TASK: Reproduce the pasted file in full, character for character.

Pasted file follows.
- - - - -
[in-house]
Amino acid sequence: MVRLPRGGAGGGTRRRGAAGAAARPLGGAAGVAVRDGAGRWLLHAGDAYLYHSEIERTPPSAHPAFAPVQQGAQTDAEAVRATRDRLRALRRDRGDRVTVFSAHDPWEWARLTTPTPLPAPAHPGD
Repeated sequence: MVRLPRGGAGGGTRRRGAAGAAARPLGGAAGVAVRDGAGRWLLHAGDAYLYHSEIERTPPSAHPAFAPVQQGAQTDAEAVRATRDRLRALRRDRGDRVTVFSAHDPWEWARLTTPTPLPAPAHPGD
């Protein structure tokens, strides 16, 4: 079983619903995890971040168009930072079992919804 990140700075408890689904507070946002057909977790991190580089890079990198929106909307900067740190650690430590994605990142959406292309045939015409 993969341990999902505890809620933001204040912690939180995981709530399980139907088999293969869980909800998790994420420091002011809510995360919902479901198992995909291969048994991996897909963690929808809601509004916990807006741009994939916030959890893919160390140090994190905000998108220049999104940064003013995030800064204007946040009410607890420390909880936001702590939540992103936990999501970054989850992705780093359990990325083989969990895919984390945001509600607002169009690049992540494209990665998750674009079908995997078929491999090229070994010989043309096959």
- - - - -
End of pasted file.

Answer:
[in-house]
Amino acid sequence: MVRLPRGGAGGGTRRRGAAGAAARPLGGAAGVAVRDGAGRWLLHAGDAYLYHSEIERTPPSAHPAFAPVQQGAQTDAEAVRATRDRLRALRRDRGDRVTVFSAHDPWEWARLTTPTPLPAPAHPGD
Repeated sequence: MVRLPRGGAGGGTRRRGAAGAAARPLGGAAGVAVRDGAGRWLLHAGDAYLYHSEIERTPPSAHPAFAPVQQGAQTDAEAVRATRDRLRALRRDRGDRVTVFSAHDPWEWARLTTPTPLPAPAHPGD
């Protein structure tokens, strides 16, 4: 079983619903995890971040168009930072079992919804 990140700075408890689904507070946002057909977790991190580089890079990198929106909307900067740190650690430590994605990142959406292309045939015409 993969341990999902505890809620933001204040912690939180995981709530399980139907088999293969869980909800998790994420420091002011809510995360919902479901198992995909291969048994991996897909963690929808809601509004916990807006741009994939916030959890893919160390140090994190905000998108220049999104940064003013995030800064204007946040009410607890420390909880936001702590939540992103936990999501970054989850992705780093359990990325083989969990895919984390945001509600607002169009690049992540494209990665998750674009079908995997078929491999090229070994010989043309096959």